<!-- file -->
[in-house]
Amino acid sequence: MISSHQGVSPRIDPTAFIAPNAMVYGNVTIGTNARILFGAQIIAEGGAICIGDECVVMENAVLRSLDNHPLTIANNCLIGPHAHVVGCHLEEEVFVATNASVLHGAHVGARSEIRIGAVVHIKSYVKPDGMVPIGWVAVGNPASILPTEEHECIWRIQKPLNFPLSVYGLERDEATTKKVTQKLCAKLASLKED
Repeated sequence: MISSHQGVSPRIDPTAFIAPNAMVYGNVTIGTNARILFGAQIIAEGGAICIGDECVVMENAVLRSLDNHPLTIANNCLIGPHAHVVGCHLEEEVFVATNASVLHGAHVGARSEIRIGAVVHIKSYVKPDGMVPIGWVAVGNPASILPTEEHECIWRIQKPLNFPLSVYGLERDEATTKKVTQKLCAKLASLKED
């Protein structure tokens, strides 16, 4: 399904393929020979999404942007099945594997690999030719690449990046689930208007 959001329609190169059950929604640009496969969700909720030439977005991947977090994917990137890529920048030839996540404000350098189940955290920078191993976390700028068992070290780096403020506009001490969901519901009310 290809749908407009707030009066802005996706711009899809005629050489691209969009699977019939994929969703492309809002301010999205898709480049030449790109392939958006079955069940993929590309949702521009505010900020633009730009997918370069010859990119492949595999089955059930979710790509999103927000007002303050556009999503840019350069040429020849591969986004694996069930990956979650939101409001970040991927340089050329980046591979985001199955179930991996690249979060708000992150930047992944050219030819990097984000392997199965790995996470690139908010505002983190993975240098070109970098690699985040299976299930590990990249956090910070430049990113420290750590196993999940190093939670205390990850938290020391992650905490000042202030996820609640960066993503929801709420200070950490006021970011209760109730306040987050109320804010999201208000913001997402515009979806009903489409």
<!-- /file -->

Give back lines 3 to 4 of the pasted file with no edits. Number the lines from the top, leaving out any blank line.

Repeated sequence: MISSHQGVSPRIDPTAFIAPNAMVYGNVTIGTNARILFGAQIIAEGGAICIGDECVVMENAVLRSLDNHPLTIANNCLIGPHAHVVGCHLEEEVFVATNASVLHGAHVGARSEIRIGAVVHIKSYVKPDGMVPIGWVAVGNPASILPTEEHECIWRIQKPLNFPLSVYGLERDEATTKKVTQKLCAKLASLKED
């Protein structure tokens, strides 16, 4: 399904393929020979999404942007099945594997690999030719690449990046689930208007 959001329609190169059950929604640009496969969700909720030439977005991947977090994917990137890529920048030839996540404000350098189940955290920078191993976390700028068992070290780096403020506009001490969901519901009310 290809749908407009707030009066802005996706711009899809005629050489691209969009699977019939994929969703492309809002301010999205898709480049030449790109392939958006079955069940993929590309949702521009505010900020633009730009997918370069010859990119492949595999089955059930979710790509999103927000007002303050556009999503840019350069040429020849591969986004694996069930990956979650939101409001970040991927340089050329980046591979985001199955179930991996690249979060708000992150930047992944050219030819990097984000392997199965790995996470690139908010505002983190993975240098070109970098690699985040299976299930590990990249956090910070430049990113420290750590196993999940190093939670205390990850938290020391992650905490000042202030996820609640960066993503929801709420200070950490006021970011209760109730306040987050109320804010999201208000913001997402515009979806009903489409």